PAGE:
Sonoma County won’t challenge ruling against sale of Santa Rosa site where 867 housing units were proposed

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Sonoma County will not appeal a judge’s decision to cancel its long-sought sale of the old Chanate Road hospital complex, making the largest proposed housing project in Santa Rosa even less likely to come to fruition as originally intended.

The Board of Supervisors voted unanimously in closed session Tuesday not to challenge the July ruling from Superior Court Judge René Chouteau, who said the county incorrectly determined its sale agreement for the 82-acre property was exempt from state environmental review requirements.

The project, which included a proposed 867 housing units, is now stalled at least until county leaders decide what they want to do next. Supervisors are expected to discuss their options at a public meeting sometime in October.

Supervisor Shirlee Zane, who represents the area where the site is located and championed its sale to developer Bill Gallaher last year, said county leaders are “mourning this lost opportunity to make a significant impact on the affordable housing crisis.”

“We’re standing by the position that we complied with all legal requirements in negotiating the sale,” Zane said. “But also, given the change in the landscape after last October’s fires, we’re choosing to direct our resources to post-fire recovery. ... We don’t have a ton of money to be focusing on an appeal right now.”

A group of Santa Rosa neighbors organized under the name Friends of Chanate sued the county after supervisors agreed to sell the site last year to Gallaher.

Neighbors argued the county pushed the deal through without getting a fair price, properly adhering to public-meetings requirements or adequately considering potential environmental impacts.

Chouteau was not persuaded by the lawsuit’s arguments about the sales price or public-meetings rules but sided with the neighbors on environmental grounds — upholding one of their most central claims. He ordered the county to vacate its approval of the July 2017 sale agreement.

Supervisors opted this week to let the judge’s decision stand rather than continue the legal fight into appellate court.

County staff members will now research potential next steps and publicly present supervisors with multiple options, which could include reworking the deal with Gallaher to satisfy environmental review requirements or beginning the sales process all over again.

Gallaher’s team is waiting for more clarity on the county’s next steps before deciding how to proceed, according to attorney Tina Wallis, who represented the developer in court.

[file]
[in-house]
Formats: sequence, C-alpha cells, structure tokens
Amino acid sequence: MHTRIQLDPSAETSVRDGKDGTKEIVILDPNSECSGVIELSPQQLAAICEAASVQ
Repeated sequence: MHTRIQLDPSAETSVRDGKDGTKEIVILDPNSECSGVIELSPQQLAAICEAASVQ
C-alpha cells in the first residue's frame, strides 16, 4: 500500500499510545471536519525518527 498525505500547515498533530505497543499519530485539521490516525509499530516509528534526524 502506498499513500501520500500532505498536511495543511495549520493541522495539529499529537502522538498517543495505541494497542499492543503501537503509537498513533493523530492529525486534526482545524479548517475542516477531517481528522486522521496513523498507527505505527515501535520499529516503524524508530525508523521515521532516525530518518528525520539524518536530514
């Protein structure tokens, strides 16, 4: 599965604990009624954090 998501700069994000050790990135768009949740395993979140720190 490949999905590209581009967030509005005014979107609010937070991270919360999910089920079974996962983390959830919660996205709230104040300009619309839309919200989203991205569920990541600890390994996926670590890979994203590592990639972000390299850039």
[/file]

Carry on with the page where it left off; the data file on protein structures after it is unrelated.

“The county is in the driver’s seat, not us, so there really isn’t anything we can do except wait,” she said.

Despite the county’s decision, the developer still has legal standing to appeal by late October, according to Wallis. She said she could not discuss whether her client is considering that option.

Noreen Evans, the attorney for Friends of Chanate, was unavailable for comment Thursday.

However, Ken Howe, an El Dorado Court resident who is a member of the group, said supervisors made the right call to avoid a legal fight that could have delayed the project even more.

“By not appealing, we’re hoping as citizens that it takes less than a year to move on to another step,” Howe said. “It’s an eyesore right now. It’s of no value to anyone, and we want it to be developed. But it just has to be reasonable.”

Following supervisors’ vote to sell the land last summer, Gallaher’s project had begun to work its way through the preliminary stages of Santa Rosa’s planning process. The city hosted a community meeting with the developer’s representatives in June, when hundreds of people — most of them opposed to the project — spoke out about the plans for the site, which is within city limits.

Yet the developer never submitted a formal application with the city, which cannot happen at this point, said David Guhin, Santa Rosa’s director of planning and economic development.

“There’s no project. Now it’s a piece of property that the county owns,” Guhin said. “The county will have to decide what they want to do with that property.”

As county officials moved toward a sale of the Chanate Road property last year, they overcame early blowback from one group of residents involving a portion of the 82 acres they had long understood to be an official open space preserve.

Following a campaign from neighbors who didn’t want to see the 10-acre parcel developed, the county amended the deal to require Gallaher’s team to secure a conservation easement for that part of the site off Beverly Way.

Supervisors remain committed to preserving the de facto open space, said county spokeswoman Briana Khan.

“However the board decides to move forward after all options are presented to them, the county will take the appropriate actions to protect that parcel,” Khan said.

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